The power of alienation of the estate purported to be conveyed on the grantees is specifically and definitely withheld. There is no present right of enjoyment of an estate to arise in the future.

Unless a perpetual private trust violates the rule against perpetuities, the Constitutional provision against same is futile. A perpetual trust might well serve the purpose of creating a perpetuity and thus thwarting the provisions of our Constitution.

It is therefore ordered that the judgment of the trial court be in all things affirmed.

On Appellant's Motion for Rehearing.

Careful consideration has been given to appellant's motion for a re-hearing herein, but we are still of the opinion that the original disposition of the case was correct.

It is said that our disposition of the instant case conflicts with Norman v. Jenkins, Tex.Civ.App., 73 S.W.2d 1051, 1053. Careful consideration was given to that case on the original hearing, and a careful re-examination has been made in the consideration of the motion for re-hearing. A careful reading and consideration of that case will demonstrate, we think, there is no conflict between our disposition of this case and the disposition there made. Under the facts it is our belief the question of perpetuity was in no way involved in the above case. The express provision of the life of the trust was provided for by Section B, paragraph 4 of the will. Therein the trustee had active duties only until the five beneficiaries named had each received one-fifth of the value of the testator's estate. Under *605 the payments provided by the will each of the five beneficiaries would have received one-fifth of the value of the estate within less than 21 years after the testator's death. The following is from the opinion in that case:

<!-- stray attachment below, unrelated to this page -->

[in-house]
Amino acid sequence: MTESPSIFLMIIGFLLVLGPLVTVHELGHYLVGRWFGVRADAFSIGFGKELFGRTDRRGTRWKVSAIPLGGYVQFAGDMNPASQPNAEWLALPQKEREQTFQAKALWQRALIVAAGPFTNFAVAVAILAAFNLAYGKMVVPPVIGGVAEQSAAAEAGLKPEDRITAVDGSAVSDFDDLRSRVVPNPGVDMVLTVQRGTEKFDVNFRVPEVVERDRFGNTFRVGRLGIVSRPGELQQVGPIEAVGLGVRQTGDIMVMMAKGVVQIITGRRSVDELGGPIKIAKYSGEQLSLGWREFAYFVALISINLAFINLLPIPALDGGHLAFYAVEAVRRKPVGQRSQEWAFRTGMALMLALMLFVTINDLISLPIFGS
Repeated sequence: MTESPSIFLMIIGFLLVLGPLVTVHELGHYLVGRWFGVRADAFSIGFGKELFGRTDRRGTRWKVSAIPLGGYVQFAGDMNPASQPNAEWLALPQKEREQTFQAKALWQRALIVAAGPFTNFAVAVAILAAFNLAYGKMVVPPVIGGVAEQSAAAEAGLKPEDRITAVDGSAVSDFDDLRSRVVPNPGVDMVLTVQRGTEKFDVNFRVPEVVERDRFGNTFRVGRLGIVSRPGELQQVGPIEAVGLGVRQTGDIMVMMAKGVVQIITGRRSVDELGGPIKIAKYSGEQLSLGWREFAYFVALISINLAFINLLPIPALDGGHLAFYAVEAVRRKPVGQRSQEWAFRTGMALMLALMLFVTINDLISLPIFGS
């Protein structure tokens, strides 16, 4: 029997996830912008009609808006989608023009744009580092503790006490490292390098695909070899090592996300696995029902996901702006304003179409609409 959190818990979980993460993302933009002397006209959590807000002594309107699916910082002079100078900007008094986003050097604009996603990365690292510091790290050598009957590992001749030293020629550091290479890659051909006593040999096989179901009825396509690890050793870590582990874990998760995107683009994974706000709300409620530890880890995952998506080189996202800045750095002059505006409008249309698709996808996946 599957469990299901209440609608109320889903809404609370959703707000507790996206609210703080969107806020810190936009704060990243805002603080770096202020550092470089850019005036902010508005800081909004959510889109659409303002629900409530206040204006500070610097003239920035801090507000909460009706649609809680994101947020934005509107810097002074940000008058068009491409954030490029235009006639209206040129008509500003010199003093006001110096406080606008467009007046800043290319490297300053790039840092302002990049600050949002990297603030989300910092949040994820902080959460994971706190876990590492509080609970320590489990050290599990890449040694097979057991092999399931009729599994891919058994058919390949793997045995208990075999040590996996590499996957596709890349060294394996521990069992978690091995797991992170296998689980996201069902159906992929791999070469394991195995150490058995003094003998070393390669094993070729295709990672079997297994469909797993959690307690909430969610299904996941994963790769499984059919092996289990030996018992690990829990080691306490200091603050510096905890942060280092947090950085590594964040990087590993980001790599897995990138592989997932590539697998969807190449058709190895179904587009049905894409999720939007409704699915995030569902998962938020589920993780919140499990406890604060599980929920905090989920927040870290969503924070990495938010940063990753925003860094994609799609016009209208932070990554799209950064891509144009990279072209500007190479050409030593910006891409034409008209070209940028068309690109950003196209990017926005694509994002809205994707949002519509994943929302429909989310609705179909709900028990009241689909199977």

"As was shown, the property of G. C. Rowe, as appraised, and being his separate property, consisted of one house and lot of the value of $1,500; household furniture and kitchen utensils of the value of $800; cash in bank $2,189.80; and various accounts and notes to the aggregate amount of $10,749.02."

The total value of the estate was $15,238.82. The smaller of the respective payments provided was $15 per month, to continue until the beneficiary had received one-fifth of the value of the estate. By value of the estate the testator must have meant value at the time of his death. The trust would end before the expiration of twenty-one years. If this is a correct construction of the will under the facts of the case the question of perpetuity was not presented therein.

It is thought the rule is well and firmly established in Texas that perpetual trust for other than charitable purposes are invalid. Invalid for the reason that thereby the Constitution is violated. McIlvain v. Hockaday, 36 Tex.Civ.App. 1, 81 S.W. 54, (writ refused); West Texas Bank & Trust Co. v. Matlock, Tex.Com. App., 212 S.W. 937; Bockel v. Fidelity Development Co., Tex.Civ.App., 101 S.W.2d 628; Brooker v. Brooker, 130 Tex. 27, 106 S.W.2d 247; Powers v. First Natl. Bank of Corsicana, 138 Tex. 604, 161 S.W.2d 273; Moore v. Sellers, Tex.Civ.App., 201 S.W.2d 248, (wr. ref.).

The two deeds of trust admit of no construction limiting the lives of the two trusts established within the period denounced as transgressing the rule against perpetuities. Appellee asserts that the trusts in question are not spendthrift trusts. The beneficiaries of the trusts are denied the power to convey. This was our basis for denominating them spendthrift trusts. However, it is thought that it is immaterial.

It is ordered that appellee's motion for a re-hearing be in all things overruled.